Oral prednisolone in preschool children with virus-associated wheeze: a prospective, randomised, double-blind, placebo-controlled trial
SJ Foster, MN Cooper, S Oosterhof, ML Borland
Lancet Respir Med 2018;6:97–106
One in three children under the age of three years will experience an episode of wheeze, with viruses assumed to be the triggering factor. The clinical course of wheeze in pre-school children is different to that of asthma in adolescents and adults, for whom a beneficial role of corticosteroid administration in reducing the need for hospital admission during asthma episodes has been shown. This evidence is more robust than that supporting corticosteroid use in paediatric wheeze exacerbations.
Meredith Borland and colleagues from Perth, Australia, have run a prospective, randomised, double-blind, placebo-controlled trial to assess the efficacy of oral prednisolone in children presenting to a paediatric emergency department with suspected virus-associated wheeze. Six hundred and twenty-four patients aged between two and six years were randomly assigned to a three-day course of either oral prednisolone or placebo once daily.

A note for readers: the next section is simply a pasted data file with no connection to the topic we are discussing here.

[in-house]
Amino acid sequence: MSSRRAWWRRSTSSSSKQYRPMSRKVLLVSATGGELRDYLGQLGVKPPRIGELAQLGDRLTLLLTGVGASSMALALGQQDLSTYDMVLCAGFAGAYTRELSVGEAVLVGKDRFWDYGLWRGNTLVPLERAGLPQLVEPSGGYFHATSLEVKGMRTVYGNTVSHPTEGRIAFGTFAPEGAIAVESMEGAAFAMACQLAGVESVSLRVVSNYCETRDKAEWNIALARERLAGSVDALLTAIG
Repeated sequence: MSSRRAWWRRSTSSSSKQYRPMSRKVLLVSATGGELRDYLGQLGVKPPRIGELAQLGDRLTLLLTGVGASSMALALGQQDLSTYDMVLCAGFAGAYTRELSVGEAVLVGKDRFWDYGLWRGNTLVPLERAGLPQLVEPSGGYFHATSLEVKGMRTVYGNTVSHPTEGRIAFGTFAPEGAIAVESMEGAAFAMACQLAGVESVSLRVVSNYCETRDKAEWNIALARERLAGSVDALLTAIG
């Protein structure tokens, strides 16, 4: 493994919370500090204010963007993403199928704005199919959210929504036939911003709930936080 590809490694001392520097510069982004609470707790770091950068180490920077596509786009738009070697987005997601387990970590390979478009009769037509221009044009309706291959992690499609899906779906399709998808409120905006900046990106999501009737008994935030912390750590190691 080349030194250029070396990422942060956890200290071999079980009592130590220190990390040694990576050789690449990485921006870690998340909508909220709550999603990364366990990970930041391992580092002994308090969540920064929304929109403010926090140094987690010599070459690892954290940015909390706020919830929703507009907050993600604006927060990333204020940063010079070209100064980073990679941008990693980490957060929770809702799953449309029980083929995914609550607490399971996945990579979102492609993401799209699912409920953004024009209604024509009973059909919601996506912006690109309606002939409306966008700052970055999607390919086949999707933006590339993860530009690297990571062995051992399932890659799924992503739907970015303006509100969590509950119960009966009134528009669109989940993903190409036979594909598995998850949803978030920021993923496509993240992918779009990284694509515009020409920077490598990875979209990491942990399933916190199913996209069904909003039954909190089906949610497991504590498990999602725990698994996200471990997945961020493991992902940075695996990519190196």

Analysis of the study’s primary hypotheses showed that placebo treatment was inferior to prednisolone in reducing the length of stay in hospital in these children. The greatest efficacy was seen in patients with either severe features of wheeze at presentation, receiving salbutamol before presentation or prior history of asthma. No other significant predictors were found.